- The Washington Times - Thursday, October 25, 2001

Timing is everything in pop music. When the Strokes released its single "Hard to Explain" in England in June, the song went to No. 16 on the pop charts, but the events of Sept. 11 suggest that the B-side "New York City Cops" wouldn't do that well in today's United States.
The unflattering "Cops" was yanked from the group's just-released debut, "Is This It" (RCA), but the band still plays it live, and you're still likely to hear it when the Strokes performs Monday at the 9:30 Club. The group has no plans to release the song here.
Like the early '70s New York City punk bands, the Manhattan-based Strokes is known for short, no-frills shows, but the band mates' swaggering manner and pouty mugs are anything but Ramones-like. The models here are Velvet Underground and Television.
The opening title track, notably in the line "I'm just way too tired," immediately establishes singer-songwriter Julian Casablancas as an amazing young Lou Reed: already beaten-down and weary, but not yet strung out. The semidistorted vocals here and throughout the album give him (and it) an appropriate emotional distance.
"Is This It" also sets the album's musical pattern: Nick Valensi and Albert Hammond Jr. both play rhythm guitar, allowing bassist Nikolai Fraiture to play counterrhythm.
In "Barely Legal" a numb Mr. Casablancas tempts a young girl: "I wanna steal your innocence/ To me my life it don't make sense." Fittingly, toward the end, the melody briefly changes to Janis Ian's "Seventeen."
Most of the songs describe Mr. Casablancas as planning to escape empty New York relationships, but he rarely follows through except in the too-cool "Last Nite." To an Iggy Pop beat, a girl complains, "It turns me off, when I feel left out." He lies to her that it'll be all right, then decides "Little girl, I don't care no more … I'm walking out that door."
"The Modern Age" finds him noticing, "It seems this game is simply never-ending." He finally gives up in the closing "Take It or Leave It" and demands that both sexes not "act too tough" and just pick someone to love.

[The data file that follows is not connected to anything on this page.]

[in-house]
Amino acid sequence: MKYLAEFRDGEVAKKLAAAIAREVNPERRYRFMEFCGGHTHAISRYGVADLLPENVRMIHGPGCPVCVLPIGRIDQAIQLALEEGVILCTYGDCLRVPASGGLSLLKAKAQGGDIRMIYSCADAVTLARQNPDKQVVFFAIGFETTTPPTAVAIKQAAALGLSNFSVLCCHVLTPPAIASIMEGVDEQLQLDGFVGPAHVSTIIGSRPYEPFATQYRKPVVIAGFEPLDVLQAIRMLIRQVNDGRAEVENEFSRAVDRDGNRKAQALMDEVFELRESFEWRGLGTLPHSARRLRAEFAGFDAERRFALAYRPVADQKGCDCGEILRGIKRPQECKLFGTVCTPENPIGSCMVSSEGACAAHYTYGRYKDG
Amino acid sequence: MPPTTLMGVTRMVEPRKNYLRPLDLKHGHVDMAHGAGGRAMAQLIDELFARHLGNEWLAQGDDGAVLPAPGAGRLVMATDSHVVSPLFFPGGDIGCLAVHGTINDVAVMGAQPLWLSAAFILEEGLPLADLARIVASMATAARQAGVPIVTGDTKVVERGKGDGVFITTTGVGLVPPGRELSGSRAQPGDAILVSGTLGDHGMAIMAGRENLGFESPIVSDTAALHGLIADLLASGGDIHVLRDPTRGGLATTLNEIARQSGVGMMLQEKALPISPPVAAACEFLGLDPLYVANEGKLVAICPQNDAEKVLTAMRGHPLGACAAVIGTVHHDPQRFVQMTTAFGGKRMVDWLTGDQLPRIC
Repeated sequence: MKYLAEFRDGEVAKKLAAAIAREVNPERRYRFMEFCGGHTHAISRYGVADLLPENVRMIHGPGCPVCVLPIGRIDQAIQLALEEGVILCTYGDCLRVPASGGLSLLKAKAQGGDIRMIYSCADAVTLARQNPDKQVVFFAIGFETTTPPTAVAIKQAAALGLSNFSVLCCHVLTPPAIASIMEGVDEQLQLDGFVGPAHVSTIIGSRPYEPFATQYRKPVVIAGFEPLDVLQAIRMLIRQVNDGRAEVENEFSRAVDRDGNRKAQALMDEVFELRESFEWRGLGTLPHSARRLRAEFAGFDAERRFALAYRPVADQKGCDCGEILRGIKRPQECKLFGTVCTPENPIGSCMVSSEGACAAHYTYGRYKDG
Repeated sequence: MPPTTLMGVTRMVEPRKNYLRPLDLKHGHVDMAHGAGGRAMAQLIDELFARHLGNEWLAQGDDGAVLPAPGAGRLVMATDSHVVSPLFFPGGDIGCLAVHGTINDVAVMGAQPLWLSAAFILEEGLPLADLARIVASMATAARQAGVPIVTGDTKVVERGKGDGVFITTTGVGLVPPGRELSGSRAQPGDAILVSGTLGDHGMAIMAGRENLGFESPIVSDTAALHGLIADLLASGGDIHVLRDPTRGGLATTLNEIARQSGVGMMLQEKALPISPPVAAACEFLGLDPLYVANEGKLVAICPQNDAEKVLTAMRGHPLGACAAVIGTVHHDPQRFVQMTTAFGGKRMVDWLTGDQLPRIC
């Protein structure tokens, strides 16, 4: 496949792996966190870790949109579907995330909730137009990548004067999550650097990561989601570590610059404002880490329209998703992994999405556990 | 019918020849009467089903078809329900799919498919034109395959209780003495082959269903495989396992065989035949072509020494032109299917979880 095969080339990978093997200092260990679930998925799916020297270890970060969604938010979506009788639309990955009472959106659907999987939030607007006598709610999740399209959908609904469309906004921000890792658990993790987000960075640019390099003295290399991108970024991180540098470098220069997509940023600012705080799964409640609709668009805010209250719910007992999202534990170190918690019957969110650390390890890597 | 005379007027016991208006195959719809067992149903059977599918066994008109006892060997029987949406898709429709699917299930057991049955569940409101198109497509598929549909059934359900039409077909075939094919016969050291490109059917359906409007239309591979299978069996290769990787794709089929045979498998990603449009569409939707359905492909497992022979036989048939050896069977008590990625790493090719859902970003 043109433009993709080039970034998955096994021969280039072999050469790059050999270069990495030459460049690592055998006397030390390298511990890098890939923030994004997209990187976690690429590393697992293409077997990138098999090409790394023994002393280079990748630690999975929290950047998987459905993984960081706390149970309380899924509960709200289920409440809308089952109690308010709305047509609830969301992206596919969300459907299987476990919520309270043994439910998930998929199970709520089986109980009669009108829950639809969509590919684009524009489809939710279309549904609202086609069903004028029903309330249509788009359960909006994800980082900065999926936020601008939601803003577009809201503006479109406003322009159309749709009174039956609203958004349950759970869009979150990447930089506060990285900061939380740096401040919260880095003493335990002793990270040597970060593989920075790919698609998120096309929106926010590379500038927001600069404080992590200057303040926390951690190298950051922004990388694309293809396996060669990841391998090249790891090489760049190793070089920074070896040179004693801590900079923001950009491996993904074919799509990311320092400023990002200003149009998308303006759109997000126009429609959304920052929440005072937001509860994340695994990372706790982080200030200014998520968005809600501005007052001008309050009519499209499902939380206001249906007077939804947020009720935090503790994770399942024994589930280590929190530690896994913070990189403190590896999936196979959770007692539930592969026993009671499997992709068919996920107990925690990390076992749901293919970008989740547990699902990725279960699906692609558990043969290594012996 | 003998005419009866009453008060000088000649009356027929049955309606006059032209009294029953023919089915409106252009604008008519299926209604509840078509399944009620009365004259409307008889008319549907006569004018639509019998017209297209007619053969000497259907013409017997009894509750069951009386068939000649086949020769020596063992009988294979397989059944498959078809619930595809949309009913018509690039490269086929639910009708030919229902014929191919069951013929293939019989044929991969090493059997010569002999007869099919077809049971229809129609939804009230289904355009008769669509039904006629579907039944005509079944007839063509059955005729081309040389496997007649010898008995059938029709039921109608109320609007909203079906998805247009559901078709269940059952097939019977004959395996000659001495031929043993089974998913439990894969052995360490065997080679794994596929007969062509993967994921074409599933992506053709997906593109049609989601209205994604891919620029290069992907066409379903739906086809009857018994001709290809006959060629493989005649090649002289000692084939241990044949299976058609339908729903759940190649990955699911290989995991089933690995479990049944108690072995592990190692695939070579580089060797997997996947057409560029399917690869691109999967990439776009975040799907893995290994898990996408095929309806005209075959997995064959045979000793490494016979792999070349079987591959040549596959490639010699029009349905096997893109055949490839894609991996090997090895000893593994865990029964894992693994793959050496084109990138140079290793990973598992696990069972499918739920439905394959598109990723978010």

"Modern Age" opens with drummer Fab Moretti imitating the Velvet's Mo Tucker, but once the frantic guitars kick in, the song sounds like the Jam. "In the sun sun having fun, it's in my blood … so won't you leave right now?" But somehow you just know she'll never leave, and he'll never hitch that ride to Rockaway Beach.

Old Teenbeat bands never die, they just recombine like DNA. The indie label Teenbeat itself hasn't faded away, though it has moved to Cambridge, Mass., and is only "spiritually" based in Arlington.
Headlining Sunday at the Black Cat is Hot Pursuit, with a core built from other Teenbeat bands: the goof-pop Blast Off Country Style and the grunge-pop Tuscadero, who (very briefly) found national fame in 1998 on Elektra Records.
Hot Pursuit's first album, 2000's "The Thrill Department" sounds much like Tuscadero and BOCS, varying by song. The band's name may derive from all the commuting: drummer Ginger Crockett is based in the District, guitarist Evelyn Hurley in Cambridge and bassist Margaret McCartney in New York.
Miss McCartney specialized in introspective songs with Tuscadero and doesn't disappoint here, despite a few lyrics that read like diary scribblings. Her cool-bored and crystal-clear vocals come strong on the rollicking "Summer Song," which also keeps some of the old Tuscadero humor.
In a giddy look at a new relationship, she reflects: "You forgot the early days, they always feel this way" and wants to keep the mood with "chocolate and beer … till we're more beautiful than we appear."
"Mail Call" continues Miss McCartney's old motif of writing to long-distance lovers, while the jaunty "Tobin Gets a Bonus" describes having a car towed in New York. Appropriately, its guitar rhythm borrows from Lou Reed's "Walk on the Wild Side."
"Mousetime U.S.A." is old-school BOCS: lo-fi drumming, sweet-sounding vocals by Miss Hurley, and supergoofy lyrics. There's also a Go-Gos feel to it, perhaps from the song's surfing theme.
"Spring Cleaning" has a devoted girlfriend leaving a man whose "Oedipal complex kept [him] whining for more," with some great backup vocals by Miss Hurley. Her "Why Married?" seems almost too personal, making the listener want to know the full story.
"Lucky Seven" makes a big, sweet, happy ending. (How pop is that?) Swirling harmony vocals tell of a girl who drinks seven cocktails, table-dances and realizes, "I never liked you, until last night, now I know you are the man." Ah, now that's love.

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